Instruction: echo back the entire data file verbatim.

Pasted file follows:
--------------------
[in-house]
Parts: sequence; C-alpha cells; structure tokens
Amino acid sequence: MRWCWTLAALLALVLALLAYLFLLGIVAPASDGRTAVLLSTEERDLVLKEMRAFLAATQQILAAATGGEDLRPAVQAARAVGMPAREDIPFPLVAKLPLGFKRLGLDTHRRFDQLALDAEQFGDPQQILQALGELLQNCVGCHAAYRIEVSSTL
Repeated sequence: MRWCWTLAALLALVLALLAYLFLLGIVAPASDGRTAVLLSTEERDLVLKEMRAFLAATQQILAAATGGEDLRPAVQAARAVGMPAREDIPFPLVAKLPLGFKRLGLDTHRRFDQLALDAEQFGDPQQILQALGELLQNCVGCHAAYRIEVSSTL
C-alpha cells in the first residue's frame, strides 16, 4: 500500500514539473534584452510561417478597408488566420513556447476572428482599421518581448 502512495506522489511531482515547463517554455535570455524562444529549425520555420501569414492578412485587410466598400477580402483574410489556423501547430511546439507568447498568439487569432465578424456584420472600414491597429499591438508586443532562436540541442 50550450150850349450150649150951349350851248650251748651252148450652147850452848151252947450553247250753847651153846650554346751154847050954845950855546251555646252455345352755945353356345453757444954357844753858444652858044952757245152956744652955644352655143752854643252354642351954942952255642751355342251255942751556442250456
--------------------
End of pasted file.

[in-house]
Parts: sequence; C-alpha cells; structure tokens
Amino acid sequence: MRWCWTLAALLALVLALLAYLFLLGIVAPASDGRTAVLLSTEERDLVLKEMRAFLAATQQILAAATGGEDLRPAVQAARAVGMPAREDIPFPLVAKLPLGFKRLGLDTHRRFDQLALDAEQFGDPQQILQALGELLQNCVGCHAAYRIEVSSTL
Repeated sequence: MRWCWTLAALLALVLALLAYLFLLGIVAPASDGRTAVLLSTEERDLVLKEMRAFLAATQQILAAATGGEDLRPAVQAARAVGMPAREDIPFPLVAKLPLGFKRLGLDTHRRFDQLALDAEQFGDPQQILQALGELLQNCVGCHAAYRIEVSSTL
C-alpha cells in the first residue's frame, strides 16, 4: 500500500514539473534584452510561417478597408488566420513556447476572428482599421518581448 502512495506522489511531482515547463517554455535570455524562444529549425520555420501569414492578412485587410466598400477580402483574410489556423501547430511546439507568447498568439487569432465578424456584420472600414491597429499591438508586443532562436540541442 50550450150850349450150649150951349350851248650251748651252148450652147850452848151252947450553247250753847651153846650554346751154847050954845950855546251555646252455345352755945353356345453757444954357844753858444652858044952757245152956744652955644352655143752854643252354642351954942952255642751355342251255942751556442250456